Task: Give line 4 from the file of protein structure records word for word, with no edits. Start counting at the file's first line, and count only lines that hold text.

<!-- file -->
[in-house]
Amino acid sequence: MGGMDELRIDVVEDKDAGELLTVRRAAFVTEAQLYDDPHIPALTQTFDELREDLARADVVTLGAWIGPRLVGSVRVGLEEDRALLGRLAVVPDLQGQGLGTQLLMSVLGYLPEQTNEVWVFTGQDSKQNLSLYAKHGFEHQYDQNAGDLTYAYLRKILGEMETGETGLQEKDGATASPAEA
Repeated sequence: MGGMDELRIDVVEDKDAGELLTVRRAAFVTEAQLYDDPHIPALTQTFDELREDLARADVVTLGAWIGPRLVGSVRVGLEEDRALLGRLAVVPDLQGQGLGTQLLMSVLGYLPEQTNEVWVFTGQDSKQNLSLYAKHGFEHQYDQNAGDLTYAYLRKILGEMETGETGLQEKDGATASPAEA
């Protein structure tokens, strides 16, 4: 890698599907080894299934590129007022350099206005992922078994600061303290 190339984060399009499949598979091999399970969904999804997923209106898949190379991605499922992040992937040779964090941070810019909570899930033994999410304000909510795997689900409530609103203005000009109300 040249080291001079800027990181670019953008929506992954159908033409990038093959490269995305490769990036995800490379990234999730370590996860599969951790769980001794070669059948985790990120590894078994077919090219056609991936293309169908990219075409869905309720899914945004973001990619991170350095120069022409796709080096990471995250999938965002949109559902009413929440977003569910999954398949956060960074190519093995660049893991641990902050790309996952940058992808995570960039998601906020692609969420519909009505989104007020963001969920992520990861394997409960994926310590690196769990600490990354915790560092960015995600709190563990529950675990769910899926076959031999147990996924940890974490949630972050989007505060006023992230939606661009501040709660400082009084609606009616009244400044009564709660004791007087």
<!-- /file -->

């Protein structure tokens, strides 16, 4: 890698599907080894299934590129007022350099206005992922078994600061303290 190339984060399009499949598979091999399970969904999804997923209106898949190379991605499922992040992937040779964090941070810019909570899930033994999410304000909510795997689900409530609103203005000009109300 040249080291001079800027990181670019953008929506992954159908033409990038093959490269995305490769990036995800490379990234999730370590996860599969951790769980001794070669059948985790990120590894078994077919090219056609991936293309169908990219075409869905309720899914945004973001990619991170350095120069022409796709080096990471995250999938965002949109559902009413929440977003569910999954398949956060960074190519093995660049893991641990902050790309996952940058992808995570960039998601906020692609969420519909009505989104007020963001969920992520990861394997409960994926310590690196769990600490990354915790560092960015995600709190563990529950675990769910899926076959031999147990996924940890974490949630972050989007505060006023992230939606661009501040709660400082009084609606009616009244400044009564709660004791007087």